Log in

Register




WARSAW, August 30, 2018 (News Wires) - New European research presented on Tuesday at the European Society of Cardiology Congress 2018 cautions against following a low carbohydrate diet, describing them as unsafe.

Carried out by researchers at the Medical University of Lodz, Poland, the new large-scale study set out to investigate the relationship between low carbohydrate diets, all-cause death, and deaths from coronary heart disease, cerebrovascular disease (including stroke), and cancer.

The researchers gathered data from a nationally representative sample of 24,825 participants with an average age of 47.6 years who had taken part in the US National Health and Nutrition Examination Survey (NHANES) from 1999 to 2010.

Over the course of the study they found that those who consumed the lowest amount of carbohydrates had a 32 per cent higher risk of death from all causes when compared to those who ate the most carbs.

In addition, risk of death from coronary heart disease was increased by 51 per cent, the risk of death from cerebrovascular disease by 50 per cent, and the risk of death from cancer by 35 per cent.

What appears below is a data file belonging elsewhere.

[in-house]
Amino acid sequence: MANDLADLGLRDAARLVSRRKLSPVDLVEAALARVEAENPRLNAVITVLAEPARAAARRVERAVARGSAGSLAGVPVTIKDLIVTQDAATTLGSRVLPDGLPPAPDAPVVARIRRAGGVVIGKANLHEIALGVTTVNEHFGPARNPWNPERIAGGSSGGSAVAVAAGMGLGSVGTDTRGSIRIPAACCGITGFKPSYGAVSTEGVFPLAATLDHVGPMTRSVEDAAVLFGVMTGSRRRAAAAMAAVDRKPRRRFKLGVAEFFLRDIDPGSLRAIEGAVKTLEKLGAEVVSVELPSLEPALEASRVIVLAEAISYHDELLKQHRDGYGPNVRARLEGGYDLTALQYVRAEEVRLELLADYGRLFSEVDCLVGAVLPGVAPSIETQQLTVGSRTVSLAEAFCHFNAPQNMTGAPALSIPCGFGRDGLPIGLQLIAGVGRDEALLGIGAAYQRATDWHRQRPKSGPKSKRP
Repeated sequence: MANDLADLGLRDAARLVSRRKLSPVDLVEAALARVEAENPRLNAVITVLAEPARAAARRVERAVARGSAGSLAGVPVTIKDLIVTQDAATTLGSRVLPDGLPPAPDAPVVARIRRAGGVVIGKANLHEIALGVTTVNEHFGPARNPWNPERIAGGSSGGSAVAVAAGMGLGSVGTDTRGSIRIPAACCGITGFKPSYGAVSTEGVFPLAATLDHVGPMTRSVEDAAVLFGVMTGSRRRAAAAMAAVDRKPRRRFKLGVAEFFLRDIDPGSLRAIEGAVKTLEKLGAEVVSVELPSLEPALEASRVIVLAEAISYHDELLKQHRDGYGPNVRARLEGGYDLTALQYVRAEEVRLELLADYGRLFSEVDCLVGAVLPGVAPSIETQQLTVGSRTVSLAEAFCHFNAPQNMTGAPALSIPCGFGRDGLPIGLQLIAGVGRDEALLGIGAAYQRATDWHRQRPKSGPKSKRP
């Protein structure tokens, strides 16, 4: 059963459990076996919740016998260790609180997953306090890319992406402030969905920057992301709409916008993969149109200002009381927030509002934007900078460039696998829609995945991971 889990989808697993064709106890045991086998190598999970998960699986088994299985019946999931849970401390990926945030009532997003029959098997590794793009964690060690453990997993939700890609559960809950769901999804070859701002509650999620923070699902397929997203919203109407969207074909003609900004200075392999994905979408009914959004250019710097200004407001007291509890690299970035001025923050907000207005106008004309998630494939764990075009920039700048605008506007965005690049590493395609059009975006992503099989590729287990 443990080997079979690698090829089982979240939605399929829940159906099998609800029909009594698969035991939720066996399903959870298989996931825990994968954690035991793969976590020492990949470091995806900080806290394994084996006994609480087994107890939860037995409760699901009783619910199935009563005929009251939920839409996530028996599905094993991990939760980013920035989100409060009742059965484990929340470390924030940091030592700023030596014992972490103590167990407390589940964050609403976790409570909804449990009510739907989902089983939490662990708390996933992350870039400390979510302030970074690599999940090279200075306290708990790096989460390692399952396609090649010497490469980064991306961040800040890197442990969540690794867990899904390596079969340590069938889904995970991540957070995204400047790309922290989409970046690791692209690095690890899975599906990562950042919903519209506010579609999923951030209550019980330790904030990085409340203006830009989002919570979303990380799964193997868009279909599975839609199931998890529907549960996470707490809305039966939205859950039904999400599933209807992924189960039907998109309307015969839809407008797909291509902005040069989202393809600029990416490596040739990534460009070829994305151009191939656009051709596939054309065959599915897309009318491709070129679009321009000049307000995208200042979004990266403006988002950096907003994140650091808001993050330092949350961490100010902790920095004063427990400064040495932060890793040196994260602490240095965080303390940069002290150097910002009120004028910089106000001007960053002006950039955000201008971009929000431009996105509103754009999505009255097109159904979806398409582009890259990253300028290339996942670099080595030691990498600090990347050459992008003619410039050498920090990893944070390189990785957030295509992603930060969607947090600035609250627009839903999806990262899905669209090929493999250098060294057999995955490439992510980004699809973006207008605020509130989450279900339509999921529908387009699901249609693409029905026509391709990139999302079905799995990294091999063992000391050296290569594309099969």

The results also remained significant even after the team had taken into account other potentially influencing factors.

The findings were also confirmed in a further analysis which looked at seven studies with a total of 447,506 participants. After an average follow-up of 15.6 years, those who followed a low-carb diet showed a 15 per cent increased risk of death, a 13 per cent higher risk of death from cardiovascular disease, and an 8 per cent higher risk of death from cancer than those who followed a high-carb diet.

Study author Professor Maciej Banach commented on the findings saying, “Low carbohydrate diets might be useful in the short term to lose weight, lower blood pressure, and improve blood glucose control, but our study suggests that in the long-term they are linked with an increased risk of death from any cause, and deaths due to cardiovascular disease, cerebrovascular disease, and cancer.”

“The reduced intake of fibre and fruits and increased intake of animal protein, cholesterol, and saturated fat with these diets may play a role. Differences in minerals, vitamins and phytochemicals might also be involved,” he added.